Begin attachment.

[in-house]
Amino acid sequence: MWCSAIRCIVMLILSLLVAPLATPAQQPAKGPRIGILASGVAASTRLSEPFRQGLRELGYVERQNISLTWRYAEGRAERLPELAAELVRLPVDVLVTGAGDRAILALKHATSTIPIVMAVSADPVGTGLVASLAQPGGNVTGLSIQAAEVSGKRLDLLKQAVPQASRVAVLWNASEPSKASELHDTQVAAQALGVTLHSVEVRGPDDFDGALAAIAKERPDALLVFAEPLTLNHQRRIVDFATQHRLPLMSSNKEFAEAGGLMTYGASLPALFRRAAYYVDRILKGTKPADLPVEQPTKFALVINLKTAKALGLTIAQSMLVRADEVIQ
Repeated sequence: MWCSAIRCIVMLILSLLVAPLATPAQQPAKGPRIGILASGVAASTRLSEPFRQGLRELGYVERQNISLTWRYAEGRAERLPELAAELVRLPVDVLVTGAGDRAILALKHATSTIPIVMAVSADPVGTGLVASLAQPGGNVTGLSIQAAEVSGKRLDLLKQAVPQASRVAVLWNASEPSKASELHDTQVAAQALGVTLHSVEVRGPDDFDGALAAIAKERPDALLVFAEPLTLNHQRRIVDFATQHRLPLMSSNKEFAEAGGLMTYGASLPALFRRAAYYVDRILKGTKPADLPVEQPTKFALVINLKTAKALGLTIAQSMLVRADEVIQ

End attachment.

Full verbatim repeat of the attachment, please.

[in-house]
Amino acid sequence: MWCSAIRCIVMLILSLLVAPLATPAQQPAKGPRIGILASGVAASTRLSEPFRQGLRELGYVERQNISLTWRYAEGRAERLPELAAELVRLPVDVLVTGAGDRAILALKHATSTIPIVMAVSADPVGTGLVASLAQPGGNVTGLSIQAAEVSGKRLDLLKQAVPQASRVAVLWNASEPSKASELHDTQVAAQALGVTLHSVEVRGPDDFDGALAAIAKERPDALLVFAEPLTLNHQRRIVDFATQHRLPLMSSNKEFAEAGGLMTYGASLPALFRRAAYYVDRILKGTKPADLPVEQPTKFALVINLKTAKALGLTIAQSMLVRADEVIQ
Repeated sequence: MWCSAIRCIVMLILSLLVAPLATPAQQPAKGPRIGILASGVAASTRLSEPFRQGLRELGYVERQNISLTWRYAEGRAERLPELAAELVRLPVDVLVTGAGDRAILALKHATSTIPIVMAVSADPVGTGLVASLAQPGGNVTGLSIQAAEVSGKRLDLLKQAVPQASRVAVLWNASEPSKASELHDTQVAAQALGVTLHSVEVRGPDDFDGALAAIAKERPDALLVFAEPLTLNHQRRIVDFATQHRLPLMSSNKEFAEAGGLMTYGASLPALFRRAAYYVDRILKGTKPADLPVEQPTKFALVINLKTAKALGLTIAQSMLVRADEVIQ